Last week’s media reports of a buying “frenzy” taking in Manhattan real estate and driving prices to dizzying records had the industry abuzz. But what should we read into these developments? What are the long term implications for buyers, real estate investors, and for the industry as a whole?
We asked our Founder and CEO, Arvind Raghunathan, for his thoughts. Here’s what he had to say.
What’s causing Manhattan real estate prices to skyrocket?
Real estate prices rose everywhere during the pandemic as people realized that working from home meant they needed more space. However, Manhattan prices lagged the national trend to some extent.
This was because of a couple of reasons: (1) people realized that working from home meant they didn’t need to live in an expensive city, and (2) high-rises have less space, and you need to share facilities like elevators and parking. Additionally during the pandemic, factors like crime and safety also induced some people to reconsider buying or leave cities altogether.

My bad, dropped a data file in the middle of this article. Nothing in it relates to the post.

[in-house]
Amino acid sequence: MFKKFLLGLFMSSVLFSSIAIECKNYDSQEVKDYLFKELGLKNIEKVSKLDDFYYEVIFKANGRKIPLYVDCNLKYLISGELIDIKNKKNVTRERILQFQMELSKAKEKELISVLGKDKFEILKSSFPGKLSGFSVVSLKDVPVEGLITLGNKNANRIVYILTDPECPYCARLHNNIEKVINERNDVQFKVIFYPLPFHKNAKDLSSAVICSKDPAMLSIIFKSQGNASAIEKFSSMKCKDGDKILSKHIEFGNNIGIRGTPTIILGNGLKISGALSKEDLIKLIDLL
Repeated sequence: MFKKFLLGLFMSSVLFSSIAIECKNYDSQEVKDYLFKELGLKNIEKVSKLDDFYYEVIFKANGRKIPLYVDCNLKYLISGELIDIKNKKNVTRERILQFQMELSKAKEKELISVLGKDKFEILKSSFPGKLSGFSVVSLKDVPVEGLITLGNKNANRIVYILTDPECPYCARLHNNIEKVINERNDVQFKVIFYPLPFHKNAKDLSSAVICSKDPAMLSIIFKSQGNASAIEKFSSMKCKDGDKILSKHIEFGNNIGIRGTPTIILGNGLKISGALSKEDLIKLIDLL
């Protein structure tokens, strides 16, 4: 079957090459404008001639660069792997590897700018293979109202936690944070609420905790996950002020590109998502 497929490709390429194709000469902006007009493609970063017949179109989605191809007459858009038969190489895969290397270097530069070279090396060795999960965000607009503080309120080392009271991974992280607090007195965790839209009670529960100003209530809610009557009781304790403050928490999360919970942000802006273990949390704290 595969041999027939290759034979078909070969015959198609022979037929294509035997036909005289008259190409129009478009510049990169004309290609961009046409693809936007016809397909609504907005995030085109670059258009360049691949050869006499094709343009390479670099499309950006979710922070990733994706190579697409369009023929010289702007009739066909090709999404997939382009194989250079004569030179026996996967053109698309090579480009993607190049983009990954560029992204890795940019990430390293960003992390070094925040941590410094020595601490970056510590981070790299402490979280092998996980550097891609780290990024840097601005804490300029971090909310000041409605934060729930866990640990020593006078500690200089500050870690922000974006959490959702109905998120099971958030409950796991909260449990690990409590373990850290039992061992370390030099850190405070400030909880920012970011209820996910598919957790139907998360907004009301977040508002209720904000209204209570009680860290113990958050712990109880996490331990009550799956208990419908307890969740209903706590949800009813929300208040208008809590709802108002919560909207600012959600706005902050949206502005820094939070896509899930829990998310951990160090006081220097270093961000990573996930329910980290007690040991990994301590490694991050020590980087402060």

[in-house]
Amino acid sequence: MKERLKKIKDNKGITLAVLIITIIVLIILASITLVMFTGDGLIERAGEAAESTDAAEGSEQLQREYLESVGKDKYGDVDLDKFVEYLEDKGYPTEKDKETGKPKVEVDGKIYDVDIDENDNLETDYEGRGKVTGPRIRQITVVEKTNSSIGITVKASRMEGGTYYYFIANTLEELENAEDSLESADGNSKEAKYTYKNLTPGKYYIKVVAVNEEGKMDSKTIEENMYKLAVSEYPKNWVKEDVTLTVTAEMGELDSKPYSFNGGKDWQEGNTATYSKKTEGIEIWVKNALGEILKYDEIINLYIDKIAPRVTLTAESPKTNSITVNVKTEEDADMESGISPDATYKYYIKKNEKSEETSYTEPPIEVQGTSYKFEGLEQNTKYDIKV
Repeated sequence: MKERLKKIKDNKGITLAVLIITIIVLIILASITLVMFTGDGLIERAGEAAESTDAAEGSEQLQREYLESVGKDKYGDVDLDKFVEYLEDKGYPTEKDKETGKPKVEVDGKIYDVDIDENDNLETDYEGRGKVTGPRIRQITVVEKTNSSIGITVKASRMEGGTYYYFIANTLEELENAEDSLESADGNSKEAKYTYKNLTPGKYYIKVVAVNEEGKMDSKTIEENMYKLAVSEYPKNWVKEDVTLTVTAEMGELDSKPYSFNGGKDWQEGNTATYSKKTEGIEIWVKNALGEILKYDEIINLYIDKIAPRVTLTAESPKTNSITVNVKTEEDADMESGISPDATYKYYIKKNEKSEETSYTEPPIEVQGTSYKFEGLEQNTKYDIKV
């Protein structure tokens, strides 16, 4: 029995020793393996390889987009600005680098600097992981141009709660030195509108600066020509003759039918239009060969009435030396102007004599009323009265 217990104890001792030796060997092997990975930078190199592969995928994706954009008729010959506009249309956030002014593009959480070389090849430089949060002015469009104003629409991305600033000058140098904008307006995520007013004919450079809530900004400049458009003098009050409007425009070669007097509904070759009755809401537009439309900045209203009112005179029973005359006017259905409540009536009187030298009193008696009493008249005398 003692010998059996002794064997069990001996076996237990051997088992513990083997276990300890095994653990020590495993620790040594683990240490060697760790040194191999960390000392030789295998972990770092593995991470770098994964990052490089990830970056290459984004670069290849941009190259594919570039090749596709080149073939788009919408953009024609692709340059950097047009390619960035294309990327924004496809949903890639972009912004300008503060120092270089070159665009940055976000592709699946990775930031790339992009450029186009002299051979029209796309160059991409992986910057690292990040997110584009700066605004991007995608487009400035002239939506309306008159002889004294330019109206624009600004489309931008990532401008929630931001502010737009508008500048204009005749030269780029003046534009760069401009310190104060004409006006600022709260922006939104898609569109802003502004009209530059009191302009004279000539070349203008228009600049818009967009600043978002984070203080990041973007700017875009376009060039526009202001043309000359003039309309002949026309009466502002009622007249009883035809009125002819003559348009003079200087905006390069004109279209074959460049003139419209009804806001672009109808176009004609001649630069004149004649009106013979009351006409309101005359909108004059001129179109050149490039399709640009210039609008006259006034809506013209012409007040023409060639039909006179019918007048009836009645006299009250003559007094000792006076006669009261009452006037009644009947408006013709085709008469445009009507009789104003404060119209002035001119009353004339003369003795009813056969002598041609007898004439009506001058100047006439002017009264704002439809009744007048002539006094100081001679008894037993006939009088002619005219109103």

Now that the pandemic seems to be receding (at least in most parts of the U.S.) and life is slowly returning to pre-pandemic normalcy, Manhattan real estate is roaring back. It is interesting that people are putting aside their concerns and buying up luxury properties, so they can enjoy the pleasures of city life. I think people are also buying because they are worried that prices will rise a lot higher than what they are seeing now, as the economy bounces back from the weakness caused by Covid-19.
How will this help or hurt our businesses?
We don’t lend much in the borough of Manhattan. However, healthy real estate markets are good for us.
What aspects of this trend do you want to keep a watch on, say over the next 6 months?
We’re getting reports that there is a slowdown in New York’s suburbs, just as Manhattan is picking up. Since we lend extensively in the suburbs, we definitely need to watch this trend carefully.
As a New Yorker yourself, are you worried about any societal implications of rising prices in Manhattan? Could this change the character of the city?
New York is resilient. New York will always recover. So many naysayers have prematurely mourned the impending death of the city. They did the same after other crises like 9/11. We all know what happened then, and expect the same thing to happen again. The trends we are seeing seem to be less about gentrification or people being priced out, and more about people who have had a “Covid windfall” investing in very high end real estate. The sky is definitely the limit (both literally and figuratively) for Manhattan penthouses!